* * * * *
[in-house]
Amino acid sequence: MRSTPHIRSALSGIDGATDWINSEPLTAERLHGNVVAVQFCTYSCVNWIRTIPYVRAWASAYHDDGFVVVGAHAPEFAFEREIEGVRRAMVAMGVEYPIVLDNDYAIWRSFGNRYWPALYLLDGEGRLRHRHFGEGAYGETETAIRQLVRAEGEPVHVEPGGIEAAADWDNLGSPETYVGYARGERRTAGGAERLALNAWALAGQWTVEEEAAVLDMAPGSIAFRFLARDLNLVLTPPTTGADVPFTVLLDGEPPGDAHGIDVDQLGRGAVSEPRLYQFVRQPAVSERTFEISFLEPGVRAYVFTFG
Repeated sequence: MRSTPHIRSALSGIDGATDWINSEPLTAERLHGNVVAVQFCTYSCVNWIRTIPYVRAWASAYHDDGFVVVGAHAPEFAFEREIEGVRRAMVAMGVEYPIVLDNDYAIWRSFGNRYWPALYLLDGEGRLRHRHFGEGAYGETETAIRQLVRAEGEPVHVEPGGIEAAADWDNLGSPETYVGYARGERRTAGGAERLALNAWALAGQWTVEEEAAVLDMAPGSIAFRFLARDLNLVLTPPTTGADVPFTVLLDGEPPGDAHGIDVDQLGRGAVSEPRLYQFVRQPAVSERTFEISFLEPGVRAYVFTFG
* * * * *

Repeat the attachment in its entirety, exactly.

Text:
[in-house]
Amino acid sequence: MRSTPHIRSALSGIDGATDWINSEPLTAERLHGNVVAVQFCTYSCVNWIRTIPYVRAWASAYHDDGFVVVGAHAPEFAFEREIEGVRRAMVAMGVEYPIVLDNDYAIWRSFGNRYWPALYLLDGEGRLRHRHFGEGAYGETETAIRQLVRAEGEPVHVEPGGIEAAADWDNLGSPETYVGYARGERRTAGGAERLALNAWALAGQWTVEEEAAVLDMAPGSIAFRFLARDLNLVLTPPTTGADVPFTVLLDGEPPGDAHGIDVDQLGRGAVSEPRLYQFVRQPAVSERTFEISFLEPGVRAYVFTFG
Repeated sequence: MRSTPHIRSALSGIDGATDWINSEPLTAERLHGNVVAVQFCTYSCVNWIRTIPYVRAWASAYHDDGFVVVGAHAPEFAFEREIEGVRRAMVAMGVEYPIVLDNDYAIWRSFGNRYWPALYLLDGEGRLRHRHFGEGAYGETETAIRQLVRAEGEPVHVEPGGIEAAADWDNLGSPETYVGYARGERRTAGGAERLALNAWALAGQWTVEEEAAVLDMAPGSIAFRFLARDLNLVLTPPTTGADVPFTVLLDGEPPGDAHGIDVDQLGRGAVSEPRLYQFVRQPAVSERTFEISFLEPGVRAYVFTFG